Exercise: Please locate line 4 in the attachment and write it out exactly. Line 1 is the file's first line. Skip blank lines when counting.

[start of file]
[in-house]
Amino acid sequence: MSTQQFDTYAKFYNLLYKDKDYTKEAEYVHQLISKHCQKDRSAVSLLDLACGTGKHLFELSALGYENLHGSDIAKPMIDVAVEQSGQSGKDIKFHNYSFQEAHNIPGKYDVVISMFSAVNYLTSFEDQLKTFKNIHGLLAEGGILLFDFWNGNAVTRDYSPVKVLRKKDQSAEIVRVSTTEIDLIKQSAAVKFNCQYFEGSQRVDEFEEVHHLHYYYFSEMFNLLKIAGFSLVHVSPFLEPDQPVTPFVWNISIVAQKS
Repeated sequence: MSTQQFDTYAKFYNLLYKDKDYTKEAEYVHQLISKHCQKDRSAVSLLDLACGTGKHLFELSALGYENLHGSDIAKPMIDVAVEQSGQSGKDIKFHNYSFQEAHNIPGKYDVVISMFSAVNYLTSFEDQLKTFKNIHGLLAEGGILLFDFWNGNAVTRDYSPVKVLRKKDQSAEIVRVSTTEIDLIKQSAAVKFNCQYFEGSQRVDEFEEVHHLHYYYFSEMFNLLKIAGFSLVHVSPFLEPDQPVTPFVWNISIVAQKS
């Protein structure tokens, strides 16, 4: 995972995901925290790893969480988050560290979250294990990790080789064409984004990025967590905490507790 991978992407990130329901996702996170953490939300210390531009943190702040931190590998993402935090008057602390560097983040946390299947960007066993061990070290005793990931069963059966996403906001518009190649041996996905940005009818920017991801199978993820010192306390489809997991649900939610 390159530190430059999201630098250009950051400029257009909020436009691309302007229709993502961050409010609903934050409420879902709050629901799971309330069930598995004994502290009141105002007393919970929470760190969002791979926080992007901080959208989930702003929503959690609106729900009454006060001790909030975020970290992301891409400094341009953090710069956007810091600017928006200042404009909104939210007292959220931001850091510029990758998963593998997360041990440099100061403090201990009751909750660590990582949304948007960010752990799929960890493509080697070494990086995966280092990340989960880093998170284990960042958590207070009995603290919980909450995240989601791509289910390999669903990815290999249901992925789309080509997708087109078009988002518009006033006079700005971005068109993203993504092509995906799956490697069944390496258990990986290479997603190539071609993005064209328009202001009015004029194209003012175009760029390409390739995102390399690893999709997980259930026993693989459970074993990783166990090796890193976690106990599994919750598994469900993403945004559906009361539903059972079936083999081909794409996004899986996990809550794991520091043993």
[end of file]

């Protein structure tokens, strides 16, 4: 995972995901925290790893969480988050560290979250294990990790080789064409984004990025967590905490507790 991978992407990130329901996702996170953490939300210390531009943190702040931190590998993402935090008057602390560097983040946390299947960007066993061990070290005793990931069963059966996403906001518009190649041996996905940005009818920017991801199978993820010192306390489809997991649900939610 390159530190430059999201630098250009950051400029257009909020436009691309302007229709993502961050409010609903934050409420879902709050629901799971309330069930598995004994502290009141105002007393919970929470760190969002791979926080992007901080959208989930702003929503959690609106729900009454006060001790909030975020970290992301891409400094341009953090710069956007810091600017928006200042404009909104939210007292959220931001850091510029990758998963593998997360041990440099100061403090201990009751909750660590990582949304948007960010752990799929960890493509080697070494990086995966280092990340989960880093998170284990960042958590207070009995603290919980909450995240989601791509289910390999669903990815290999249901992925789309080509997708087109078009988002518009006033006079700005971005068109993203993504092509995906799956490697069944390496258990990986290479997603190539071609993005064209328009202001009015004029194209003012175009760029390409390739995102390399690893999709997980259930026993693989459970074993990783166990090796890193976690106990599994919750598994469900993403945004559906009361539903059972079936083999081909794409996004899986996990809550794991520091043993």